Chena River Canoeing
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At right: Group at the cabin
After our late night, we are up early to make Sarah’s birthday cake and get packed for our adventure on the Chena River. Leave around noon, drop all the gear off at the cabin, which is located at the 32 mile mark. Leave the Saturn at the cabin and take the two trucks on up the road to the 39 mile bridge.
It takes nearly an hour to inflate the three SOAR canoes (Somewhere On A River) – Dave and Shelli own one, and their friends Dan and Diana bring the other two along with their regular wood canoe. Dan is a physics professor at the University, and he and Diana are also friends in the church. Wonderful people.
The weather has to be the warmest day Rick and I have had since last summer! Clear skies and hot temps! Dave and Annika are in one boat, Shelli and Sarah in another, Rick and I in one, and Dan and Diana in their canoe. My vest has a handy little pocket in the front, so I keep my camera wrapped in a zip lock bag and am able to get it out whenever I want!
The Chena moves about 5 miles an hour at best in this area, so we paddle a little to keep things moving. I left my watch at the cabin, so I can only guess that we finally got on the river around 3. Of course, you don’t have to worry as much about getting done by dark, since dark happens after midnight, if ever. We pass spruce forests and birch trees, areas of permafrost where the spruce are stunted. Willows along the bank. We didn’t see as much wildlife as we thought, maybe because we were in the back most of the way. Did see 3 moose driving up the road and a family of mergansers. A bald eagle midway up in a tree. Shelli and Sarah saw a porcupine. Evidence of beaver activity. We crossed under the road several times at various bridges and at other times seemed to be out “in the wild”. The river channel has changed frequently due to log jams.
The feature I found most interesting was where the entire bank was curling down into the river, taking several spruce trees with it. They leaned way out over the river, and in a few cases so far as to touch the river and create an arch. In another area the left bank was about 20’ above us, and Swansons said many fossils and bones are sometimes found in the cut.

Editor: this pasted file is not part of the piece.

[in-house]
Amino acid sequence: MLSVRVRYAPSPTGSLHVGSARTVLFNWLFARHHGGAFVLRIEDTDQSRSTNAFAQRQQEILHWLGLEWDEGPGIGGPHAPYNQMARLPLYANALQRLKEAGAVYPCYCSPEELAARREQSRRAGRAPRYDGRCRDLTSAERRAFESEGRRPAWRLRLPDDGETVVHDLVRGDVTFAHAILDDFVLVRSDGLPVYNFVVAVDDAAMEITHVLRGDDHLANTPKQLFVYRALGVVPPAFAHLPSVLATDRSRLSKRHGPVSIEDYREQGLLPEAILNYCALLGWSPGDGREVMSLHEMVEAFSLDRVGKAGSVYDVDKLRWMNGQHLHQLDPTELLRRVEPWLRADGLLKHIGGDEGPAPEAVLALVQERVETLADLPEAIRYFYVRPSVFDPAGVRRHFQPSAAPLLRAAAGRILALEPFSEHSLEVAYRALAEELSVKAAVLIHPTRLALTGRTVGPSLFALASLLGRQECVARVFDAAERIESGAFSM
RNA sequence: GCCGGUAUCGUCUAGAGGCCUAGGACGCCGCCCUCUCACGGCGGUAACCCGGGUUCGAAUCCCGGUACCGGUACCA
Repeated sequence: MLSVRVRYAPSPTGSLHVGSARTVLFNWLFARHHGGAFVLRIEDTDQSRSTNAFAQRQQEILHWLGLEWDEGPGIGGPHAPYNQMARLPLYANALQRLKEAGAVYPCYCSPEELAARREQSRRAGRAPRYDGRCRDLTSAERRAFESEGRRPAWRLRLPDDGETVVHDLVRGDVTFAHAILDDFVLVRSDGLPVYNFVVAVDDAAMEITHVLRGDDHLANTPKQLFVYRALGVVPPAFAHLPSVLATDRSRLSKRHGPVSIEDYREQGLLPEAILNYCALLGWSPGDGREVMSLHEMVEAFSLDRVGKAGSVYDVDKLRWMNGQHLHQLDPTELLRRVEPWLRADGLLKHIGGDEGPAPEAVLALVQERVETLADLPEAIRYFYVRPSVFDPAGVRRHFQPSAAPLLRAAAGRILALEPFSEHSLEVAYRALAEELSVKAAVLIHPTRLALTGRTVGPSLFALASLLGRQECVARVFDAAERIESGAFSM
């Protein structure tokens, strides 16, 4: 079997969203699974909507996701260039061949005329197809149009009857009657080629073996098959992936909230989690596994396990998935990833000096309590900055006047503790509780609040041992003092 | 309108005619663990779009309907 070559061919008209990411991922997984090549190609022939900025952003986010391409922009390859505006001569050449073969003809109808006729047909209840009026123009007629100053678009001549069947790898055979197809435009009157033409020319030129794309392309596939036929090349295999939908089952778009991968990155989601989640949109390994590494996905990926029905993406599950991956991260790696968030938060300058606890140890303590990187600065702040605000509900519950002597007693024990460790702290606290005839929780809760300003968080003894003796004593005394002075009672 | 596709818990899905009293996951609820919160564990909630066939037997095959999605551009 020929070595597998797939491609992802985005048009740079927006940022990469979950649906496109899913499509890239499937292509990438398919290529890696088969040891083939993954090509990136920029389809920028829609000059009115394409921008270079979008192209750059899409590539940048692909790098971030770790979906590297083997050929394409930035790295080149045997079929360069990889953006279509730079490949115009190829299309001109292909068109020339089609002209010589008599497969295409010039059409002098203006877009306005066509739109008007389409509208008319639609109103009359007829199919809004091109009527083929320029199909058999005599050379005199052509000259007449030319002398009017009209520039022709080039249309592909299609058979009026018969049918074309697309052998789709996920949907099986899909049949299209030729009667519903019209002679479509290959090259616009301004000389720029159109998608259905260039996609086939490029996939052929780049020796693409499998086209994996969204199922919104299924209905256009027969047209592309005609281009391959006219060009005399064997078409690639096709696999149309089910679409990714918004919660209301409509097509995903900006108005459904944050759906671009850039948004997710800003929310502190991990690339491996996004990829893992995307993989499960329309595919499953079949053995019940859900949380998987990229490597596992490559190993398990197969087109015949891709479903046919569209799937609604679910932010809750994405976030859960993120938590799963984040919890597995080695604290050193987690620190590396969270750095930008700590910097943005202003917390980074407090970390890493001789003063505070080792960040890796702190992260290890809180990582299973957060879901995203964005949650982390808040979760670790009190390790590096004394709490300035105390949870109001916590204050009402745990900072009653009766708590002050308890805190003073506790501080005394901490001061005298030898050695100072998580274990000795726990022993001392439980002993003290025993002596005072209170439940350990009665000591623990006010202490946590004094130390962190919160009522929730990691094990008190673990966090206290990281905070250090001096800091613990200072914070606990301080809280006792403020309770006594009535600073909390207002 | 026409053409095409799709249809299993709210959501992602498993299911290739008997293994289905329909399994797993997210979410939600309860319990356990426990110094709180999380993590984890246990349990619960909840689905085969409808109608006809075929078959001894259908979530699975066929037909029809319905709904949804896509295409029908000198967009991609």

We stopped twice, once for a food break, and another to check out a particular ugly section of downed trees. The last section of logs was the hardest of the trip, and we had to paddle hard to enter the slough that led us back to the cabin. (The slough was the old river channel before it changed directions again!)
Rick and I managed ok, but we probably didn’t have the weight in our boat right because we over corrected on turns a lot – and ended up in more than one or two 360 spins.
We got to the cabin right around 8 pm. Long enough on the river – we were ready to be done. That’s the most sun this body has seen in a long time! Rick, Dave, and Dan left to go pick up the two trucks, while the “girls” got dinner ready and a fire going.
Hot dogs, some excellent beans that Diana brought, and salad comprised Sarah’s birthday dinner. Afterwards we brought out the cake and then opened presents. Sarah seemed pleased with all her birthday gifts, especially her new camera!
We are all tired and sun dehydrated. The cabin is nice, but primitive in terms of sleeping – platform bunks, but bring your own pad. So another night with the air mattresses for Rick and I! For some reason my mattress squeaked horribly all night – maybe in combo with the wood plank. Rick found a pad that had been left in the cabin that he put under his air mattress, so I don’t think he made as much noise as mine. All in bed by midnight.